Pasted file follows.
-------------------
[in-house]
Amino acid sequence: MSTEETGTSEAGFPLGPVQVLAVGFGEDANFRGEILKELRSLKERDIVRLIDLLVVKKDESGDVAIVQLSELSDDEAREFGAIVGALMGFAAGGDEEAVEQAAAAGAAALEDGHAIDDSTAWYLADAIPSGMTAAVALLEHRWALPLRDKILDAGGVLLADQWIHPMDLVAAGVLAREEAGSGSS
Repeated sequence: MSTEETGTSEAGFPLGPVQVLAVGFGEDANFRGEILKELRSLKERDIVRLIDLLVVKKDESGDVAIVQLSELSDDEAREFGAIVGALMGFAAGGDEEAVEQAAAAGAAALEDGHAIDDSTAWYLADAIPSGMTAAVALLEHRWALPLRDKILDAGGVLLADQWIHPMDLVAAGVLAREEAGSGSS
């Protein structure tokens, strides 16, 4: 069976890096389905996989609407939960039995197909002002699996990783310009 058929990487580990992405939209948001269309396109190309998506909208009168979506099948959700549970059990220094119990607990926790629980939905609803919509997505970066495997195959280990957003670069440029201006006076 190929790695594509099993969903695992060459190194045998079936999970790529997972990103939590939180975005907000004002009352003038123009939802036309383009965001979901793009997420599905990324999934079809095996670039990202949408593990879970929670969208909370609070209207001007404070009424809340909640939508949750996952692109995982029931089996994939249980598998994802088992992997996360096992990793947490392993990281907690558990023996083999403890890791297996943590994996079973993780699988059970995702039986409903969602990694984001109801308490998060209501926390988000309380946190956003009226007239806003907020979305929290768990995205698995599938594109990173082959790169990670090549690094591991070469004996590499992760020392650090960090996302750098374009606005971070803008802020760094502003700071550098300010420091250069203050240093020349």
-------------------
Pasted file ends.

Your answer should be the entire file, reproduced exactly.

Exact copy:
[in-house]
Amino acid sequence: MSTEETGTSEAGFPLGPVQVLAVGFGEDANFRGEILKELRSLKERDIVRLIDLLVVKKDESGDVAIVQLSELSDDEAREFGAIVGALMGFAAGGDEEAVEQAAAAGAAALEDGHAIDDSTAWYLADAIPSGMTAAVALLEHRWALPLRDKILDAGGVLLADQWIHPMDLVAAGVLAREEAGSGSS
Repeated sequence: MSTEETGTSEAGFPLGPVQVLAVGFGEDANFRGEILKELRSLKERDIVRLIDLLVVKKDESGDVAIVQLSELSDDEAREFGAIVGALMGFAAGGDEEAVEQAAAAGAAALEDGHAIDDSTAWYLADAIPSGMTAAVALLEHRWALPLRDKILDAGGVLLADQWIHPMDLVAAGVLAREEAGSGSS
């Protein structure tokens, strides 16, 4: 069976890096389905996989609407939960039995197909002002699996990783310009 058929990487580990992405939209948001269309396109190309998506909208009168979506099948959700549970059990220094119990607990926790629980939905609803919509997505970066495997195959280990957003670069440029201006006076 190929790695594509099993969903695992060459190194045998079936999970790529997972990103939590939180975005907000004002009352003038123009939802036309383009965001979901793009997420599905990324999934079809095996670039990202949408593990879970929670969208909370609070209207001007404070009424809340909640939508949750996952692109995982029931089996994939249980598998994802088992992997996360096992990793947490392993990281907690558990023996083999403890890791297996943590994996079973993780699988059970995702039986409903969602990694984001109801308490998060209501926390988000309380946190956003009226007239806003907020979305929290768990995205698995599938594109990173082959790169990670090549690094591991070469004996590499992760020392650090960090996302750098374009606005971070803008802020760094502003700071550098300010420091250069203050240093020349």